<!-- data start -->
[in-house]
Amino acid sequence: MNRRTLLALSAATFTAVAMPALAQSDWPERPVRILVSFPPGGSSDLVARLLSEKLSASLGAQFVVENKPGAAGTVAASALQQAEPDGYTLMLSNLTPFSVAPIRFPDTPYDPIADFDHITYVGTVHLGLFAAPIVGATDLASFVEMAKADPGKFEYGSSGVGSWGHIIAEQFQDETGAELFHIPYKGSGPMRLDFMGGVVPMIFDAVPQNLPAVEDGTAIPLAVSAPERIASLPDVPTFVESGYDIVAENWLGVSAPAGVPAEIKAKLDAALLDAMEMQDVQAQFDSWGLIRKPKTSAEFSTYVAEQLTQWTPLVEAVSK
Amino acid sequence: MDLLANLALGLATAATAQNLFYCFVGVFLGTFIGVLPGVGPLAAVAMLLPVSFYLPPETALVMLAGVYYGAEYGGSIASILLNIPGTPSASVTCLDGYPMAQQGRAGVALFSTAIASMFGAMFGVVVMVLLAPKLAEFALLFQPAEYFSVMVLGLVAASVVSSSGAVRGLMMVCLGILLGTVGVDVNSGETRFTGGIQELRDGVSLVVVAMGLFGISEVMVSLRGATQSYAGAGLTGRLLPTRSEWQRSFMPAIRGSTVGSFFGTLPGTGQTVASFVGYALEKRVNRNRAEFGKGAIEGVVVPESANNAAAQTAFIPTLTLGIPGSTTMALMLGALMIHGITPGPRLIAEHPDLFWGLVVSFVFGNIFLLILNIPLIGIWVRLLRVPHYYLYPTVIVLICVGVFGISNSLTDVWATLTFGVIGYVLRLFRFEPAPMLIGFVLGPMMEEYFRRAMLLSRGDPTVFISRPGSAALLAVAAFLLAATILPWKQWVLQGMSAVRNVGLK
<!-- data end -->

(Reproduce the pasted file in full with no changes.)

[in-house]
Amino acid sequence: MNRRTLLALSAATFTAVAMPALAQSDWPERPVRILVSFPPGGSSDLVARLLSEKLSASLGAQFVVENKPGAAGTVAASALQQAEPDGYTLMLSNLTPFSVAPIRFPDTPYDPIADFDHITYVGTVHLGLFAAPIVGATDLASFVEMAKADPGKFEYGSSGVGSWGHIIAEQFQDETGAELFHIPYKGSGPMRLDFMGGVVPMIFDAVPQNLPAVEDGTAIPLAVSAPERIASLPDVPTFVESGYDIVAENWLGVSAPAGVPAEIKAKLDAALLDAMEMQDVQAQFDSWGLIRKPKTSAEFSTYVAEQLTQWTPLVEAVSK
Amino acid sequence: MDLLANLALGLATAATAQNLFYCFVGVFLGTFIGVLPGVGPLAAVAMLLPVSFYLPPETALVMLAGVYYGAEYGGSIASILLNIPGTPSASVTCLDGYPMAQQGRAGVALFSTAIASMFGAMFGVVVMVLLAPKLAEFALLFQPAEYFSVMVLGLVAASVVSSSGAVRGLMMVCLGILLGTVGVDVNSGETRFTGGIQELRDGVSLVVVAMGLFGISEVMVSLRGATQSYAGAGLTGRLLPTRSEWQRSFMPAIRGSTVGSFFGTLPGTGQTVASFVGYALEKRVNRNRAEFGKGAIEGVVVPESANNAAAQTAFIPTLTLGIPGSTTMALMLGALMIHGITPGPRLIAEHPDLFWGLVVSFVFGNIFLLILNIPLIGIWVRLLRVPHYYLYPTVIVLICVGVFGISNSLTDVWATLTFGVIGYVLRLFRFEPAPMLIGFVLGPMMEEYFRRAMLLSRGDPTVFISRPGSAALLAVAAFLLAATILPWKQWVLQGMSAVRNVGLK